Among the numerous federal privacy and data security bills that have been introduced in Congress over the last four months, Senator Franken’s “Location Privacy Protection Act” (S. 1223) focuses specifically on the collection of geolocation data by covered entities through mobile devices.  The bill would prohibit entities that offer or provide services to certain mobile devices from collecting and disclosing a consumer’s geolocation information, unless the company has obtained the consumer’s express consent.

“Geolocation information” is defined to include any information that (1) concerns the location of an electronic communications device that is generated or derived from the consumer’s use of the device and (2) may be used to identify or approximate the location of the device.  The term does not include, however, any temporarily assigned network address or IP address.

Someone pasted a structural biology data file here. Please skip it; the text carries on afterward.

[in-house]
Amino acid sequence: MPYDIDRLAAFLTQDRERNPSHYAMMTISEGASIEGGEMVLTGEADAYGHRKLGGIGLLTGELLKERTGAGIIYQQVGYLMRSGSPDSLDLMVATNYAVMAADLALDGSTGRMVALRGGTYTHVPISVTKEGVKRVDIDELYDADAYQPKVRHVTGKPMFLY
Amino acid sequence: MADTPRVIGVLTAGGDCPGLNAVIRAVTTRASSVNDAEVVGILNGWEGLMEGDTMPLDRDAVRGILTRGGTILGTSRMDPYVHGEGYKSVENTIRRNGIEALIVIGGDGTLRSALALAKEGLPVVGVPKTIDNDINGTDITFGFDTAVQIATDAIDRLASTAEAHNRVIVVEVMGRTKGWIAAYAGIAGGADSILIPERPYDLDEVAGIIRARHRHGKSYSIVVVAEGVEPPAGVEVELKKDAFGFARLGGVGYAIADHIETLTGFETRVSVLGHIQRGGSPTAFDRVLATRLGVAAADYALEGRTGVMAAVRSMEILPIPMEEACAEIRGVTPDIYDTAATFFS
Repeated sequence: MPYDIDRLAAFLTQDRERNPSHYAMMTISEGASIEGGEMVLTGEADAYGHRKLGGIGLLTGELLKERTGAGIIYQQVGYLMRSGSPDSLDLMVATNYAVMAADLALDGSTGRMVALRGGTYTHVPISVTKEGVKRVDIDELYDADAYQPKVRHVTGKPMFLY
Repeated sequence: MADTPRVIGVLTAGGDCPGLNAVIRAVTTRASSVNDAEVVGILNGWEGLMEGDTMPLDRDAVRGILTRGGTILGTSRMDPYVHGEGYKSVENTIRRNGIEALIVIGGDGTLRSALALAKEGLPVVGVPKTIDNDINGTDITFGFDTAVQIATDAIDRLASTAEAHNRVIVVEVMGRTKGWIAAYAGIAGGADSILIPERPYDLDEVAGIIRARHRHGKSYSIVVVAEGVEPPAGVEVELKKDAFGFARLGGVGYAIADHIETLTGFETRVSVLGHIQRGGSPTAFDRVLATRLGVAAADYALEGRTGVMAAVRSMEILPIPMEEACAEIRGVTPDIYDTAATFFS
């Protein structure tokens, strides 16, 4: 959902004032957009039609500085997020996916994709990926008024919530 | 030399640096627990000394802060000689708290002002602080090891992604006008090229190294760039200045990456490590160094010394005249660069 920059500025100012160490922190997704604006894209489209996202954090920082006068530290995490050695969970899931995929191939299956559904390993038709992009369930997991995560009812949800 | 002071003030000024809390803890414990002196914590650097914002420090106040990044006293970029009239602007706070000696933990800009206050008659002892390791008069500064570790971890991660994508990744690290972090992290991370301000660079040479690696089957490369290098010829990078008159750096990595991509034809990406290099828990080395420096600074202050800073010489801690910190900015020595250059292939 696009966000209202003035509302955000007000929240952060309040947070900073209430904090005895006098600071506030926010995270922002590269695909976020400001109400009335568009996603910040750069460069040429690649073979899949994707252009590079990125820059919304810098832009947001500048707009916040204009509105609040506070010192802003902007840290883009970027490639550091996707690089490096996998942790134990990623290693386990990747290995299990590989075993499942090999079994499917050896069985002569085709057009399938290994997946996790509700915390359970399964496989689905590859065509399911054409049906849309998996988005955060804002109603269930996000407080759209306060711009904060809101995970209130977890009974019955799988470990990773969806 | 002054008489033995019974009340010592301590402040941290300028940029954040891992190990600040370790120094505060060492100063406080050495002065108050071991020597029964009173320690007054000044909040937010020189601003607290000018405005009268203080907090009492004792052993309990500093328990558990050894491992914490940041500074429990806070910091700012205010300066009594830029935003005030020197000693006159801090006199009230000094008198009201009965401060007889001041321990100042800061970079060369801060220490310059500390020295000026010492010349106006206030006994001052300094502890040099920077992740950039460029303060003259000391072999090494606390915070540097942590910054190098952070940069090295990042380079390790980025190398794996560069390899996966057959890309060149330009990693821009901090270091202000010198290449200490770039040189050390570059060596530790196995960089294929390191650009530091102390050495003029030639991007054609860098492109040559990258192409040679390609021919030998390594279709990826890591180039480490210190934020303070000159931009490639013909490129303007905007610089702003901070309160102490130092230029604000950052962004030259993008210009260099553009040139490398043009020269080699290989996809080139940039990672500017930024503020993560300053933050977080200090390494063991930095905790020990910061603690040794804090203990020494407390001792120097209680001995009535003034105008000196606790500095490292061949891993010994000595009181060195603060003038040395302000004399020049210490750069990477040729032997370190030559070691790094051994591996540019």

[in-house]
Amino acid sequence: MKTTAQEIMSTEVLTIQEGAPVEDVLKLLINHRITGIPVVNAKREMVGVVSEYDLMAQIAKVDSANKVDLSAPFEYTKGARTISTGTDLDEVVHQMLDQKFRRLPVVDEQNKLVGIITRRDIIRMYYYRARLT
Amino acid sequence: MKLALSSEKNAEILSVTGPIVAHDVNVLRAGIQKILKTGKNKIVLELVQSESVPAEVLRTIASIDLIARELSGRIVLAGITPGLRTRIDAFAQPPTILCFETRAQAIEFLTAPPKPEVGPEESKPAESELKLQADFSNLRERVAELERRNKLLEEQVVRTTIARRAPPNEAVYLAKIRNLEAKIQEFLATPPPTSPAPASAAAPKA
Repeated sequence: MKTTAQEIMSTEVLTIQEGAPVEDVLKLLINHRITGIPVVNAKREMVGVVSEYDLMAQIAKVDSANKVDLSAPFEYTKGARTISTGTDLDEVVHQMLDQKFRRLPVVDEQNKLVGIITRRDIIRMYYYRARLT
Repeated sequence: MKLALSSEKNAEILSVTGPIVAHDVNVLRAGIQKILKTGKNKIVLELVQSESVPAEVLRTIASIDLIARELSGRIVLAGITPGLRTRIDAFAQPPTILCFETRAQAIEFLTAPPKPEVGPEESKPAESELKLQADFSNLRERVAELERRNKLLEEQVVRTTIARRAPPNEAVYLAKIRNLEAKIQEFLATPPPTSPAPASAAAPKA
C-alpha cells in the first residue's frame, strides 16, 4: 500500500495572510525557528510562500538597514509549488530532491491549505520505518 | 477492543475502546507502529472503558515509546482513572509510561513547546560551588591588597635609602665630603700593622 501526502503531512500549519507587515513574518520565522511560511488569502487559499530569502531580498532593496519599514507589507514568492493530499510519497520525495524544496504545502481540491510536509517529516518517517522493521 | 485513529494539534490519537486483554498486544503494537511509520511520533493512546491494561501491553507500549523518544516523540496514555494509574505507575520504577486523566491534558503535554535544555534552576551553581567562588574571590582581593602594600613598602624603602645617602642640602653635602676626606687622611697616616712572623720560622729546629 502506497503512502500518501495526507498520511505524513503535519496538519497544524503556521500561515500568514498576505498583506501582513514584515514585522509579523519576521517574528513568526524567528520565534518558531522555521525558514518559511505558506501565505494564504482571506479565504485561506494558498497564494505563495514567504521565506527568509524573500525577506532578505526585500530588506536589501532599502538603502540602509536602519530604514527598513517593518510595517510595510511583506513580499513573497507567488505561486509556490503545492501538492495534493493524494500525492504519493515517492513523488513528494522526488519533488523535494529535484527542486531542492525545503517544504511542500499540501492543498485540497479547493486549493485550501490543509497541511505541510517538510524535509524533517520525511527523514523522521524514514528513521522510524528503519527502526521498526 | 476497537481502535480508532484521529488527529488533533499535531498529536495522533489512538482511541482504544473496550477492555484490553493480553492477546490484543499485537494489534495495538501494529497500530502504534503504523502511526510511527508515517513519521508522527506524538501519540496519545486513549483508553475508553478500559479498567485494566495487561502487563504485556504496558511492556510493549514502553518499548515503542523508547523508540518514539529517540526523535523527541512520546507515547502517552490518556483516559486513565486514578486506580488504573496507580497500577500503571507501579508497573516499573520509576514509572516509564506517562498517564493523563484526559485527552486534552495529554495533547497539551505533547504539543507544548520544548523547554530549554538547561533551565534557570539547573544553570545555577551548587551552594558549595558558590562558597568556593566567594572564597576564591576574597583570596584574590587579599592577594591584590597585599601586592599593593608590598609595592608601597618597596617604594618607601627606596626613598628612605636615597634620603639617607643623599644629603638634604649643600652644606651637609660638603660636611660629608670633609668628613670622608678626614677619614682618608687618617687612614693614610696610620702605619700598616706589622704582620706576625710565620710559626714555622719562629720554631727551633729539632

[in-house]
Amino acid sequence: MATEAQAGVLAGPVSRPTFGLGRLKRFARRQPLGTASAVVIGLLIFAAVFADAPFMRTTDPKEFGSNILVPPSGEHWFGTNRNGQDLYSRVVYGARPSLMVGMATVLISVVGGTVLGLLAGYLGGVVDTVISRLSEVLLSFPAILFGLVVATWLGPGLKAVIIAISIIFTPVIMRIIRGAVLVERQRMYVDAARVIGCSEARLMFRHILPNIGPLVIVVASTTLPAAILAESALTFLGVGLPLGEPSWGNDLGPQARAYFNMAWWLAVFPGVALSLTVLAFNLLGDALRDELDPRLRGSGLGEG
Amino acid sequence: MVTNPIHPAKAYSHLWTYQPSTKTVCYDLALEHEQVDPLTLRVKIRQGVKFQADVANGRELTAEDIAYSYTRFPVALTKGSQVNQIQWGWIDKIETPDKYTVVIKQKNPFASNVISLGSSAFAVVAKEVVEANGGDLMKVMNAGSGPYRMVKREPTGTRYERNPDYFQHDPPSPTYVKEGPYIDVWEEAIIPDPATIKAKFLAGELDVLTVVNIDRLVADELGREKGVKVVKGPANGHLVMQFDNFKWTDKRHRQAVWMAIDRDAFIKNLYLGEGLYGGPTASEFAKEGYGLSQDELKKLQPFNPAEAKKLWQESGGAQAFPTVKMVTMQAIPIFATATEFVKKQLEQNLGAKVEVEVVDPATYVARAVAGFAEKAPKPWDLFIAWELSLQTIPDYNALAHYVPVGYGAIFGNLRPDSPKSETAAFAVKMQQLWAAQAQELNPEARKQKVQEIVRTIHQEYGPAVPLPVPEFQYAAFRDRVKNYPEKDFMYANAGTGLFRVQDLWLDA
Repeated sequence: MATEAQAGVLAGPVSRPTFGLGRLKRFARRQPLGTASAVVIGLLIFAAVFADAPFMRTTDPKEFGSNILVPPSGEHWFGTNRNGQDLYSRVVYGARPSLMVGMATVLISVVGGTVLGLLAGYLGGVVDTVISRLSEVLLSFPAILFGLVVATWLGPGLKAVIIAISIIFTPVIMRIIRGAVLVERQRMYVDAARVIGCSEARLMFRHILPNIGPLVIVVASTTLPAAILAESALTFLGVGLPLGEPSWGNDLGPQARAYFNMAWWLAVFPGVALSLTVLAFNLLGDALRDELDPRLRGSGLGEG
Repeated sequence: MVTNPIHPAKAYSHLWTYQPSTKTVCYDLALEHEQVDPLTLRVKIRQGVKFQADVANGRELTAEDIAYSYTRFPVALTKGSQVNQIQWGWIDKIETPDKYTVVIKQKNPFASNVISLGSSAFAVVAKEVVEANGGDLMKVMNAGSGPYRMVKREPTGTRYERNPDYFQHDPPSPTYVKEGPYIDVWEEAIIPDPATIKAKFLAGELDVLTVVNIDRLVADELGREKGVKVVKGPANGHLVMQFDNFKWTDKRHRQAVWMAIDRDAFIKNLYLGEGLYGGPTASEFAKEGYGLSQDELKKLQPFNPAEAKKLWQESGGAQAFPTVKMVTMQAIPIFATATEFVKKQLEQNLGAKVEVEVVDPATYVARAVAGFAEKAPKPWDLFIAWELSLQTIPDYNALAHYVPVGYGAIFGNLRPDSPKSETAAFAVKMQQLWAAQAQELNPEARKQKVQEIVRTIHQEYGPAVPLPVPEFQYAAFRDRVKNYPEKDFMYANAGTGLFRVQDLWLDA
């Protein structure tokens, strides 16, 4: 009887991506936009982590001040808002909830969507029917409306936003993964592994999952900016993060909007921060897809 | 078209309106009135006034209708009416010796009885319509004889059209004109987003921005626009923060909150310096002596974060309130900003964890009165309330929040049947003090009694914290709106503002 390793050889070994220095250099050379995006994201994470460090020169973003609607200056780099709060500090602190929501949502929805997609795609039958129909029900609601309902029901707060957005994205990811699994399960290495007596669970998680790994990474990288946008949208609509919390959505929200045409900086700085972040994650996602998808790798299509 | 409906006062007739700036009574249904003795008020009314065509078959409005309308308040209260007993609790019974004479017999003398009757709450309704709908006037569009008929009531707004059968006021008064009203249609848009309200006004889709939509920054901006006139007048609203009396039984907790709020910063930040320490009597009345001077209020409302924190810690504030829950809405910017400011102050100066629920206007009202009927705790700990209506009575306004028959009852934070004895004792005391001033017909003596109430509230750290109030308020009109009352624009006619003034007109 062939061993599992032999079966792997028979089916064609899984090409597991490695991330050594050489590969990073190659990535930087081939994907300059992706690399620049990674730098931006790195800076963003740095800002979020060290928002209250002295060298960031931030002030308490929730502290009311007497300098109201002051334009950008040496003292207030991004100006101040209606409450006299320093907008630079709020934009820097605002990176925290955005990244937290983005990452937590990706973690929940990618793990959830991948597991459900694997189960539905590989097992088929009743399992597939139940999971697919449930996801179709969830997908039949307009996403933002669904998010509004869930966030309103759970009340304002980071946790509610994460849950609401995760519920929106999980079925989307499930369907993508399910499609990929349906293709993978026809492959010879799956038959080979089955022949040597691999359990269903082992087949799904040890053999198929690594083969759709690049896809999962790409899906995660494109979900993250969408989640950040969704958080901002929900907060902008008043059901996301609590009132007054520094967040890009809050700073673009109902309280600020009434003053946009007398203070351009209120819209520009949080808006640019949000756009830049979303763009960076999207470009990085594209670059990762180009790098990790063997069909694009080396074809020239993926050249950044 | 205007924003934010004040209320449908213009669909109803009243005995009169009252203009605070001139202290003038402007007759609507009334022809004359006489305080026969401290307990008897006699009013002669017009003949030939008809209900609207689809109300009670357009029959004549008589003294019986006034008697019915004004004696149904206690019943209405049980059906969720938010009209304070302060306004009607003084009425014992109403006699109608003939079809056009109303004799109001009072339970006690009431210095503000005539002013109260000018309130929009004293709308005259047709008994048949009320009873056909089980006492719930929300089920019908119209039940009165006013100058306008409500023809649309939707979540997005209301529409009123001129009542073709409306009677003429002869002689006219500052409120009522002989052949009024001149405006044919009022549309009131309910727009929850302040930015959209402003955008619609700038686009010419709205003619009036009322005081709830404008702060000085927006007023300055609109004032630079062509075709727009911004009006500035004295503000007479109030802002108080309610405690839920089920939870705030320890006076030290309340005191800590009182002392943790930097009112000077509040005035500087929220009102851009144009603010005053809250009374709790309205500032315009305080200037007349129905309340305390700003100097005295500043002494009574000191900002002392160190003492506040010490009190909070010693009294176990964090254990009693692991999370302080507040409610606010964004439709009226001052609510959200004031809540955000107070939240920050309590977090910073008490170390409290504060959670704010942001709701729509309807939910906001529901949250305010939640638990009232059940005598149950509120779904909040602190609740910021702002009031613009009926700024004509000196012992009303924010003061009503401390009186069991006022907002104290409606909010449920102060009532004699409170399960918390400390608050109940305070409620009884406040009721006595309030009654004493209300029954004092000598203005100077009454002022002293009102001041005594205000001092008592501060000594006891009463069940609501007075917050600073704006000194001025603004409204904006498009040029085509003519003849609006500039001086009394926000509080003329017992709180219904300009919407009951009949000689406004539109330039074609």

The legislation would be enforced by the U.S. Attorney General, state attorneys general, and private individuals (who would have the right to bring private lawsuits).

Sen. Franken has shown a strong interest in mobile privacy issues.  As we blogged here in May, Sen. Franken has requested that Apple and Google require all applications available in the Apple App Store and the Android App Market to have “clear and understandable” privacy policies.